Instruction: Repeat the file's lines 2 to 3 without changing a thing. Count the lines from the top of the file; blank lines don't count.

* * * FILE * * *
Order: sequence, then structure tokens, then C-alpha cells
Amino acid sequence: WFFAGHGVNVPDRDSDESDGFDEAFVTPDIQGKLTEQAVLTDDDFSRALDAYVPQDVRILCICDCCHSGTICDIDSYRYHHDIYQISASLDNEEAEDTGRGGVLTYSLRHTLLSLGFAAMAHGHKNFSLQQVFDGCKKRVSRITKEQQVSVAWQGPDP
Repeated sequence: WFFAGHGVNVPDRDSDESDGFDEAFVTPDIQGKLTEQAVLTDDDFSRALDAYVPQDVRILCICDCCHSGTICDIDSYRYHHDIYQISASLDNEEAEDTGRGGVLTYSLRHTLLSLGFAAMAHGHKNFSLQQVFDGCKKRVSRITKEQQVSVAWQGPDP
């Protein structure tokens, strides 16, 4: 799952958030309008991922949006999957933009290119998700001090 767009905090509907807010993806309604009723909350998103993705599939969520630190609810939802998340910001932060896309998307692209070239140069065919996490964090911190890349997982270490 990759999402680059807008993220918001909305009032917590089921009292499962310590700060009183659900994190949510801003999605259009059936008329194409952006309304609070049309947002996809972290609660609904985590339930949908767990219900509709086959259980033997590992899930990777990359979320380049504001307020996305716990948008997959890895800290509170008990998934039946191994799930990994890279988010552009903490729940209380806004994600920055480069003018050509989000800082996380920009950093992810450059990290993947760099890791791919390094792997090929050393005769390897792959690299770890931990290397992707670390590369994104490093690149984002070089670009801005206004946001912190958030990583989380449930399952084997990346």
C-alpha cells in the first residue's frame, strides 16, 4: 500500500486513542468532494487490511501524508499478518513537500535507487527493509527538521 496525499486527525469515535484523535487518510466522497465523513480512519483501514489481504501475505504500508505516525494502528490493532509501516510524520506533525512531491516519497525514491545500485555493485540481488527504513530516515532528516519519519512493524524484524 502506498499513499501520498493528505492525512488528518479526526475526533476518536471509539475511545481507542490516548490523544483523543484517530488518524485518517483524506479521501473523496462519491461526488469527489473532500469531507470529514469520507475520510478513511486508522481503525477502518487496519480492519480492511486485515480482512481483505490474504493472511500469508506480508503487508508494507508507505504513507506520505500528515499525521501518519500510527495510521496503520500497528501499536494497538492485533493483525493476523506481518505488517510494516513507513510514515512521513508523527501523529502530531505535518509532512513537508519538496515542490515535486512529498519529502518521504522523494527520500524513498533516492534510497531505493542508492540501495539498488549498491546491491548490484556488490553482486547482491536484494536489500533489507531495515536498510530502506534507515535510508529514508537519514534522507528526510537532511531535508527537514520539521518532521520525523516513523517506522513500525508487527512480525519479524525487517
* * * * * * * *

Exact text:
Amino acid sequence: WFFAGHGVNVPDRDSDESDGFDEAFVTPDIQGKLTEQAVLTDDDFSRALDAYVPQDVRILCICDCCHSGTICDIDSYRYHHDIYQISASLDNEEAEDTGRGGVLTYSLRHTLLSLGFAAMAHGHKNFSLQQVFDGCKKRVSRITKEQQVSVAWQGPDP
Repeated sequence: WFFAGHGVNVPDRDSDESDGFDEAFVTPDIQGKLTEQAVLTDDDFSRALDAYVPQDVRILCICDCCHSGTICDIDSYRYHHDIYQISASLDNEEAEDTGRGGVLTYSLRHTLLSLGFAAMAHGHKNFSLQQVFDGCKKRVSRITKEQQVSVAWQGPDP